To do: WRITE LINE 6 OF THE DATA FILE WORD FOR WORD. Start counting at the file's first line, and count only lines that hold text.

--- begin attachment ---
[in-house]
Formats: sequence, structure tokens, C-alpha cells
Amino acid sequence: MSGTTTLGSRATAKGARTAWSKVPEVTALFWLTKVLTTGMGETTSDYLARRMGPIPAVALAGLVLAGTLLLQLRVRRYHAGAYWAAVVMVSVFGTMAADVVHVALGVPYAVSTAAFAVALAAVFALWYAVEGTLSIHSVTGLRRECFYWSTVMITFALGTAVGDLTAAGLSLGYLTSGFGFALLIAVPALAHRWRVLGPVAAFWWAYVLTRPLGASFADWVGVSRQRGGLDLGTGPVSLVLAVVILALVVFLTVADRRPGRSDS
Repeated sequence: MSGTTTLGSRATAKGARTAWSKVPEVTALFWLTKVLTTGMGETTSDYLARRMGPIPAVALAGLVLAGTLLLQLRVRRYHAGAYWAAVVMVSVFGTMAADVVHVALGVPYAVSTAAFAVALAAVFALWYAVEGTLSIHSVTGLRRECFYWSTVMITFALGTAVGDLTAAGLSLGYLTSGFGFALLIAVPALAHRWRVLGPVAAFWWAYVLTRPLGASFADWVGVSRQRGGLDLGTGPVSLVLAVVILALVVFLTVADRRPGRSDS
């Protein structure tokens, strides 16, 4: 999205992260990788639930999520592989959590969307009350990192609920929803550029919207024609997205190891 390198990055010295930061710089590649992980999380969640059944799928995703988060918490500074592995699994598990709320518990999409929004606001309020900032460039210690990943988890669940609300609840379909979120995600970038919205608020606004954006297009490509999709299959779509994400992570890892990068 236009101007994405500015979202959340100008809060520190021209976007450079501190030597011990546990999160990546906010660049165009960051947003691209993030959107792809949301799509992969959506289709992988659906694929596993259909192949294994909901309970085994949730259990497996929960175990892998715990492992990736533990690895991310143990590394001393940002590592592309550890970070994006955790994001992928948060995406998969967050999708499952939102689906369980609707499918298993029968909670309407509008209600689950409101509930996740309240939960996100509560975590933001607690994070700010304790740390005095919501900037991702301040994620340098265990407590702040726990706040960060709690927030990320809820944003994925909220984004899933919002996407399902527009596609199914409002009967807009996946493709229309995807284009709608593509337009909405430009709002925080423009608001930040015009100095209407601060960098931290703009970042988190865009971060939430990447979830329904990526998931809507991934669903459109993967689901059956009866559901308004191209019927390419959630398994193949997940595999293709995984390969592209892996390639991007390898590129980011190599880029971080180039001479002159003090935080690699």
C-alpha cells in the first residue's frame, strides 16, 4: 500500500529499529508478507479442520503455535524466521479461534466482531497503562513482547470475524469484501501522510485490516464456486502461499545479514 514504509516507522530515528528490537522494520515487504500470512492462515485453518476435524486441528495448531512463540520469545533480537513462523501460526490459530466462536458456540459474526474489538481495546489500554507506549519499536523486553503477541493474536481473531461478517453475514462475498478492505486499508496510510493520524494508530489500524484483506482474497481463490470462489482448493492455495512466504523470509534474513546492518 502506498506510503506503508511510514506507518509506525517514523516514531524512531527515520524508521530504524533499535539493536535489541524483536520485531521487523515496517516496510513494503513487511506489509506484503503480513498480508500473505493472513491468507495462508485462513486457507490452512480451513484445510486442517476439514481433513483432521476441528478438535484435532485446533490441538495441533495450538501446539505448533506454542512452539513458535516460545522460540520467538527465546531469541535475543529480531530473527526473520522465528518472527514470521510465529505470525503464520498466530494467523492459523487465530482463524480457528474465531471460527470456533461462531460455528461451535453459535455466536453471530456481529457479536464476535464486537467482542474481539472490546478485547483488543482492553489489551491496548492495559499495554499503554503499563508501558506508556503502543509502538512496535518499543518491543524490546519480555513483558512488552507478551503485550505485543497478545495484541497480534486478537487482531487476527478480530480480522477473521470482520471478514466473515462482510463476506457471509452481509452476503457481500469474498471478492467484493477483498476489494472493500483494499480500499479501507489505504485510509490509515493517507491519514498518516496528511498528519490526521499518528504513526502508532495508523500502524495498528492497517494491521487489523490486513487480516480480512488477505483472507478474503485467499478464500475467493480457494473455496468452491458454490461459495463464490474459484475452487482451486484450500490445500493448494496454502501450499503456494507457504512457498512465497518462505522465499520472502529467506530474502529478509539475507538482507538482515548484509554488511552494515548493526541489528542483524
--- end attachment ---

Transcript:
C-alpha cells in the first residue's frame, strides 16, 4: 500500500529499529508478507479442520503455535524466521479461534466482531497503562513482547470475524469484501501522510485490516464456486502461499545479514 514504509516507522530515528528490537522494520515487504500470512492462515485453518476435524486441528495448531512463540520469545533480537513462523501460526490459530466462536458456540459474526474489538481495546489500554507506549519499536523486553503477541493474536481473531461478517453475514462475498478492505486499508496510510493520524494508530489500524484483506482474497481463490470462489482448493492455495512466504523470509534474513546492518 502506498506510503506503508511510514506507518509506525517514523516514531524512531527515520524508521530504524533499535539493536535489541524483536520485531521487523515496517516496510513494503513487511506489509506484503503480513498480508500473505493472513491468507495462508485462513486457507490452512480451513484445510486442517476439514481433513483432521476441528478438535484435532485446533490441538495441533495450538501446539505448533506454542512452539513458535516460545522460540520467538527465546531469541535475543529480531530473527526473520522465528518472527514470521510465529505470525503464520498466530494467523492459523487465530482463524480457528474465531471460527470456533461462531460455528461451535453459535455466536453471530456481529457479536464476535464486537467482542474481539472490546478485547483488543482492553489489551491496548492495559499495554499503554503499563508501558506508556503502543509502538512496535518499543518491543524490546519480555513483558512488552507478551503485550505485543497478545495484541497480534486478537487482531487476527478480530480480522477473521470482520471478514466473515462482510463476506457471509452481509452476503457481500469474498471478492467484493477483498476489494472493500483494499480500499479501507489505504485510509490509515493517507491519514498518516496528511498528519490526521499518528504513526502508532495508523500502524495498528492497517494491521487489523490486513487480516480480512488477505483472507478474503485467499478464500475467493480457494473455496468452491458454490461459495463464490474459484475452487482451486484450500490445500493448494496454502501450499503456494507457504512457498512465497518462505522465499520472502529467506530474502529478509539475507538482507538482515548484509554488511552494515548493526541489528542483524